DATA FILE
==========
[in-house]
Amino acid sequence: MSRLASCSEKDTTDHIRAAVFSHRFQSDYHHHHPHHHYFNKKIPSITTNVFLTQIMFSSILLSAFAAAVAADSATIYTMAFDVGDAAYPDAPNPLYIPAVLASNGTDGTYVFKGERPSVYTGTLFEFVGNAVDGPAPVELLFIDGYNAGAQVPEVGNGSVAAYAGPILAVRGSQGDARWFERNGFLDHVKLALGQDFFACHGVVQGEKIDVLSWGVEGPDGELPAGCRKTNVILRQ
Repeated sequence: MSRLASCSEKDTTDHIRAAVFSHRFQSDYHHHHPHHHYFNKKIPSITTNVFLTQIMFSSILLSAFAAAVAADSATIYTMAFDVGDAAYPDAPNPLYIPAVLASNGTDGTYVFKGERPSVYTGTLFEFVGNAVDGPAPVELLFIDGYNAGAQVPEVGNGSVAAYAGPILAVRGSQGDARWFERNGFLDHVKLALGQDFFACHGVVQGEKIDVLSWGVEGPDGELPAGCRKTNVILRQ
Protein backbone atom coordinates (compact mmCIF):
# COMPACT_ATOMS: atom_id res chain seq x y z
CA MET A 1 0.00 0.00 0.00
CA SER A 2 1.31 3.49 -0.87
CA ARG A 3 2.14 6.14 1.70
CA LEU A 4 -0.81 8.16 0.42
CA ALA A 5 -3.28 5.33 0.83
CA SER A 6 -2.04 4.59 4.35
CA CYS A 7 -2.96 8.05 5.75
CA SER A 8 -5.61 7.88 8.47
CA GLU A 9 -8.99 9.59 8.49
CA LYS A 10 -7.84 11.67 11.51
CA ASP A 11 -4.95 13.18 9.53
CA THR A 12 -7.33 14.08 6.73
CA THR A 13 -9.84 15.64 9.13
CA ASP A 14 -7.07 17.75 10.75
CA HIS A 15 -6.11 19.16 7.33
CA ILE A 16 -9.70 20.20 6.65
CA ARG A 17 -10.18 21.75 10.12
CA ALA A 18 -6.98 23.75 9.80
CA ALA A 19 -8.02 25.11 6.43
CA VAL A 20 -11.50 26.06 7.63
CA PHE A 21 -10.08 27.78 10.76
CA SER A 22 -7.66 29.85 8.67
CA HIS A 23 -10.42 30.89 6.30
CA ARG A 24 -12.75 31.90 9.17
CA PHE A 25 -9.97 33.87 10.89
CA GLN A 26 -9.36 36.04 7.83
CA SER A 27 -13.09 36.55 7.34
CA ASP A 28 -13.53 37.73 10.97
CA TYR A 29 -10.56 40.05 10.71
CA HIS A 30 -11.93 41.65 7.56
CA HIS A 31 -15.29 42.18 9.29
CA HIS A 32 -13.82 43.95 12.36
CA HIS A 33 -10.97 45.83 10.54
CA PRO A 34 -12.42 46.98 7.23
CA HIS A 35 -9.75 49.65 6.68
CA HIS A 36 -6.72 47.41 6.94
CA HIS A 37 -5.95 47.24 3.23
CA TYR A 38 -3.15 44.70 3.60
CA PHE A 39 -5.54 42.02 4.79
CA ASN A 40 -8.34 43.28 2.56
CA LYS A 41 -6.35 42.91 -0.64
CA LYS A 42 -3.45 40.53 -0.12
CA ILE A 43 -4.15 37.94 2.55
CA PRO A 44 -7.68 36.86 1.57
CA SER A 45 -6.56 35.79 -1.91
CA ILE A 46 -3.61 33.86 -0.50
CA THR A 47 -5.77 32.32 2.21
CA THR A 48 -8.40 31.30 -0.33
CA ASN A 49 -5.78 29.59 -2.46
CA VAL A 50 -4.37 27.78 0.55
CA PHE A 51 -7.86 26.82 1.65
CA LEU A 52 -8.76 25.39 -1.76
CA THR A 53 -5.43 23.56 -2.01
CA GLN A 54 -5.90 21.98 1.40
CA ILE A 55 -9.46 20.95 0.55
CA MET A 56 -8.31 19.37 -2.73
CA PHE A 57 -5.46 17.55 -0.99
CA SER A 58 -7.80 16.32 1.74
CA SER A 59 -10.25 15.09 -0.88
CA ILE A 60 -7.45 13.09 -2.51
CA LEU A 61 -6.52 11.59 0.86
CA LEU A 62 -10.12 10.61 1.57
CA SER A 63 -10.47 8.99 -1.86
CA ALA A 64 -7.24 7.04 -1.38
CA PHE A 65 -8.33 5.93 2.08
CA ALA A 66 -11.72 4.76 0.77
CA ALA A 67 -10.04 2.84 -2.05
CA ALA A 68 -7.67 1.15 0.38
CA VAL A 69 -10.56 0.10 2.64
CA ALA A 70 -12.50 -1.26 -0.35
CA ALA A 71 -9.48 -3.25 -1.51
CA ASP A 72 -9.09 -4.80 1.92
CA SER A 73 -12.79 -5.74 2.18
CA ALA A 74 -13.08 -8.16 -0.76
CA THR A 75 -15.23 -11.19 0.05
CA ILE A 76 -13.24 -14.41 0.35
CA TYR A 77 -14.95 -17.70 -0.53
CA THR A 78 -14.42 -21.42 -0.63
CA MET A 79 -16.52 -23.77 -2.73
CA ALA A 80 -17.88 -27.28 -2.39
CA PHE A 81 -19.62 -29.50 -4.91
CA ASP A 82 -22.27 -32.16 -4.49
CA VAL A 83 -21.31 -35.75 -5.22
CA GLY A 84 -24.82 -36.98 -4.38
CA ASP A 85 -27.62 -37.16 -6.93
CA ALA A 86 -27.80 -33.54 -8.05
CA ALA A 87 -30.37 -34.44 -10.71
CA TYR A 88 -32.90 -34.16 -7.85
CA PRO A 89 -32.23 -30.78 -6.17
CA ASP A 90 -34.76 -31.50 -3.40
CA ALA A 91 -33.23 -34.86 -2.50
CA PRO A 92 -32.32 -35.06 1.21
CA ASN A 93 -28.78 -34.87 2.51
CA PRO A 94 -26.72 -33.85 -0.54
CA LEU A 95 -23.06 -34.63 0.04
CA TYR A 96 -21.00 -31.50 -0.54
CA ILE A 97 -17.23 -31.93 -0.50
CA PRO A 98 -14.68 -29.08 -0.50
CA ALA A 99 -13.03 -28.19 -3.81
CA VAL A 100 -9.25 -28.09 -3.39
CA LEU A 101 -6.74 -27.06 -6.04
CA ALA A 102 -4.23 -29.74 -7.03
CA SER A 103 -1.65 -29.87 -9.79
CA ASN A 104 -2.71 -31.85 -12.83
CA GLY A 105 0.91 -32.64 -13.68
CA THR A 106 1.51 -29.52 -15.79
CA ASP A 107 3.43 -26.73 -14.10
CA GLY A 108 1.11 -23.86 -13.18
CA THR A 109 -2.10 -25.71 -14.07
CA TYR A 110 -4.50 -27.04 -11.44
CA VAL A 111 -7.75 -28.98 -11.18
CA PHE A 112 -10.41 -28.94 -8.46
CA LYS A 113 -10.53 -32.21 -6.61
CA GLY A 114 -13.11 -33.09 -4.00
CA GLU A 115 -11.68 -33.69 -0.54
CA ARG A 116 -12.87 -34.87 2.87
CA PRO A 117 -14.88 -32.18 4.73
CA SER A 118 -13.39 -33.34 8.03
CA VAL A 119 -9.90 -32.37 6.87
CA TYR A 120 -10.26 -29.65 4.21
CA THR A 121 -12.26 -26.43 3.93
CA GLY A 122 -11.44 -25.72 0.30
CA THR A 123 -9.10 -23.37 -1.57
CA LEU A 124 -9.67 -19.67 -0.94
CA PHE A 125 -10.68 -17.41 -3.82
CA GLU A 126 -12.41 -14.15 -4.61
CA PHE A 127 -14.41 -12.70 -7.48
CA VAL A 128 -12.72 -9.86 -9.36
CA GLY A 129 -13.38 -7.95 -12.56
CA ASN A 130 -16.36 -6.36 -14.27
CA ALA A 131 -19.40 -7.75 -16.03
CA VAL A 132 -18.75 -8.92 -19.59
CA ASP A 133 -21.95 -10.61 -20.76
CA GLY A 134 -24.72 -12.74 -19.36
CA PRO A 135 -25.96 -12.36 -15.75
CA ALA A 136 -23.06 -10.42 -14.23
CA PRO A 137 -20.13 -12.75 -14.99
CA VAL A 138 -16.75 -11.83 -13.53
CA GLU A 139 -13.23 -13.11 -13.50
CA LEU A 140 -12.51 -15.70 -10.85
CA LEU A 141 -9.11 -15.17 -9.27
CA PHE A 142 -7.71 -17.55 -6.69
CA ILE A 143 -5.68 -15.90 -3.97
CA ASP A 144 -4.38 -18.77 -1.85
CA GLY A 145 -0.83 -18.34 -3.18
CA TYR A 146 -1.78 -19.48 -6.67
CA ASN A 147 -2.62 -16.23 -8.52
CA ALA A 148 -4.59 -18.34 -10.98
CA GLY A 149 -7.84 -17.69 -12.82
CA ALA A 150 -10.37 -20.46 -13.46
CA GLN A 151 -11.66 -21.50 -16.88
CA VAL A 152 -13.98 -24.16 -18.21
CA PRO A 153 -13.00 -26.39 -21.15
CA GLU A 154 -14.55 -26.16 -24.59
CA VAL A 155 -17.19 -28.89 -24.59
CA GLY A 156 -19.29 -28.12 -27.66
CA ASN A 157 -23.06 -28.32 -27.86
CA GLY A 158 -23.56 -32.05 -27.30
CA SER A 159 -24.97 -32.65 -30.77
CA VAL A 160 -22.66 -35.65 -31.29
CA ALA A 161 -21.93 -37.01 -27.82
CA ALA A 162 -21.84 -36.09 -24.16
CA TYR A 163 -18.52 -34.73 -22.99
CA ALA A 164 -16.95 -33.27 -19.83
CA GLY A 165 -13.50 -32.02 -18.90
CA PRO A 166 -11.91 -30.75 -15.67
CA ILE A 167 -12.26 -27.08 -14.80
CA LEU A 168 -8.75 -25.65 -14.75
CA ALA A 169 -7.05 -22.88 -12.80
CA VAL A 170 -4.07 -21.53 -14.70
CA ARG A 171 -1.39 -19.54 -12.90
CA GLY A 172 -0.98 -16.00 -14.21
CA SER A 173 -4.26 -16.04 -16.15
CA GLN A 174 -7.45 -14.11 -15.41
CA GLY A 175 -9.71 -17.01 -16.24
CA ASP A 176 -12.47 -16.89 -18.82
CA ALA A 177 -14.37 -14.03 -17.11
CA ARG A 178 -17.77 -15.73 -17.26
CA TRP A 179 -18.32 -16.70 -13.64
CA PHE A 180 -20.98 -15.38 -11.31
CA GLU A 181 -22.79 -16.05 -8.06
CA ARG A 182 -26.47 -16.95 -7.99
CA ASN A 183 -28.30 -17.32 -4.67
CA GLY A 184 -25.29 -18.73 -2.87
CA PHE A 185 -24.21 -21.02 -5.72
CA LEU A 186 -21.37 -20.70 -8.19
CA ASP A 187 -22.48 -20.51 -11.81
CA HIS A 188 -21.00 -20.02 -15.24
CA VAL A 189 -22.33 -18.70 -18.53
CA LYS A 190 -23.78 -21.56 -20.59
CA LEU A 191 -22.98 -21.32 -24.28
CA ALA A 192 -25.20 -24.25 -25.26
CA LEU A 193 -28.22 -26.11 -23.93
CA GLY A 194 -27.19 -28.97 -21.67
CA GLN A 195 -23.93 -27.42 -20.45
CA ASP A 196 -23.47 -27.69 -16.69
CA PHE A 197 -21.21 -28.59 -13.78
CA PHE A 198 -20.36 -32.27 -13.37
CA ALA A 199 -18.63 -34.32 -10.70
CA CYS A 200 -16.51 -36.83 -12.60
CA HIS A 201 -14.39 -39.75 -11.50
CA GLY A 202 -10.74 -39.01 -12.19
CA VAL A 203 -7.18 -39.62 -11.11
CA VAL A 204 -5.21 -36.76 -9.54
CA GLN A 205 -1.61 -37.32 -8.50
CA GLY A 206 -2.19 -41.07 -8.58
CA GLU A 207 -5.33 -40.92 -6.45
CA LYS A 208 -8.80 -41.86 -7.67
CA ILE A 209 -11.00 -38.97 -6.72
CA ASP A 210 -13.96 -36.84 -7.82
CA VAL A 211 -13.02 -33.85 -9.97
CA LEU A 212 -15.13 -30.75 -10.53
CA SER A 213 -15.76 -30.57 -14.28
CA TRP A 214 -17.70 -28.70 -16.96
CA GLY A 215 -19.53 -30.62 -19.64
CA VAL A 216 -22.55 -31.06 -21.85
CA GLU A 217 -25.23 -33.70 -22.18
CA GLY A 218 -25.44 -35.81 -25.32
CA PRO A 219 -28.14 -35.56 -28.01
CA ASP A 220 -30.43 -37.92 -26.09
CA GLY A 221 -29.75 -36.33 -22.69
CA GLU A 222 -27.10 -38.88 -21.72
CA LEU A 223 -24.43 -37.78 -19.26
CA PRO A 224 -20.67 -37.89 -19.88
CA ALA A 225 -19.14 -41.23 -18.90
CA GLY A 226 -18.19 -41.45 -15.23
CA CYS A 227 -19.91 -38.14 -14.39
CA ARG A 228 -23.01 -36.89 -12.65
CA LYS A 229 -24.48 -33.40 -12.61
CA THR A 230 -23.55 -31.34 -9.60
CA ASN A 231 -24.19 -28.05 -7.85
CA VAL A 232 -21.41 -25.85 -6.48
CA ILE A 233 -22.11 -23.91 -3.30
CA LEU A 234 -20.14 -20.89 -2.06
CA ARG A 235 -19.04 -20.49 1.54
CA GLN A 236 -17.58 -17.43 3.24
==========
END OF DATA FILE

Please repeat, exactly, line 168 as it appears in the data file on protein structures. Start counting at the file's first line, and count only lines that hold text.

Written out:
CA TYR A 163 -18.52 -34.73 -22.99